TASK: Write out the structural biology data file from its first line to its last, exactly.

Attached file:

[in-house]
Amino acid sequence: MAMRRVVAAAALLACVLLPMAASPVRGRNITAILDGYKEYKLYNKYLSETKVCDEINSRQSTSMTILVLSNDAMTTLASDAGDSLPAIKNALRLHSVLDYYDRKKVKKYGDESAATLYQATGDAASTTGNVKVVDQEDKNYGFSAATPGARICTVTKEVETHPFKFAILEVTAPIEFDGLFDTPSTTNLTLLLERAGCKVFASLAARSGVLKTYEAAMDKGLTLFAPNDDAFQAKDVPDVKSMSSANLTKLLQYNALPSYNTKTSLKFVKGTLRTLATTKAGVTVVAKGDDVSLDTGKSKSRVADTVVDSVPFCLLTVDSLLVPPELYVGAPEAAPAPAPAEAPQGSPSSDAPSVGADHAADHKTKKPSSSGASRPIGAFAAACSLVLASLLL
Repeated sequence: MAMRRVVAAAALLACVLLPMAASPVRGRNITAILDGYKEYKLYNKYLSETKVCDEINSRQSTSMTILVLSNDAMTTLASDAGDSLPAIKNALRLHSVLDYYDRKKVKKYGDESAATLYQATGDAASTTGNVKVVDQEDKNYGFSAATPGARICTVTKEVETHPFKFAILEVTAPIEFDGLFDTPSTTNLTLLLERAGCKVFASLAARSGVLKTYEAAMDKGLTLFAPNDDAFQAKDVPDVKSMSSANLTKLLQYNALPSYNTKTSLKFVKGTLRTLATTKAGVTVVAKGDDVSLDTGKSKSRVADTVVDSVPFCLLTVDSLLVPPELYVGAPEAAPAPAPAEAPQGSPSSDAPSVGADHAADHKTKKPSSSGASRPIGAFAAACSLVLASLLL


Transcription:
[in-house]
Amino acid sequence: MAMRRVVAAAALLACVLLPMAASPVRGRNITAILDGYKEYKLYNKYLSETKVCDEINSRQSTSMTILVLSNDAMTTLASDAGDSLPAIKNALRLHSVLDYYDRKKVKKYGDESAATLYQATGDAASTTGNVKVVDQEDKNYGFSAATPGARICTVTKEVETHPFKFAILEVTAPIEFDGLFDTPSTTNLTLLLERAGCKVFASLAARSGVLKTYEAAMDKGLTLFAPNDDAFQAKDVPDVKSMSSANLTKLLQYNALPSYNTKTSLKFVKGTLRTLATTKAGVTVVAKGDDVSLDTGKSKSRVADTVVDSVPFCLLTVDSLLVPPELYVGAPEAAPAPAPAEAPQGSPSSDAPSVGADHAADHKTKKPSSSGASRPIGAFAAACSLVLASLLL
Repeated sequence: MAMRRVVAAAALLACVLLPMAASPVRGRNITAILDGYKEYKLYNKYLSETKVCDEINSRQSTSMTILVLSNDAMTTLASDAGDSLPAIKNALRLHSVLDYYDRKKVKKYGDESAATLYQATGDAASTTGNVKVVDQEDKNYGFSAATPGARICTVTKEVETHPFKFAILEVTAPIEFDGLFDTPSTTNLTLLLERAGCKVFASLAARSGVLKTYEAAMDKGLTLFAPNDDAFQAKDVPDVKSMSSANLTKLLQYNALPSYNTKTSLKFVKGTLRTLATTKAGVTVVAKGDDVSLDTGKSKSRVADTVVDSVPFCLLTVDSLLVPPELYVGAPEAAPAPAPAEAPQGSPSSDAPSVGADHAADHKTKKPSSSGASRPIGAFAAACSLVLASLLL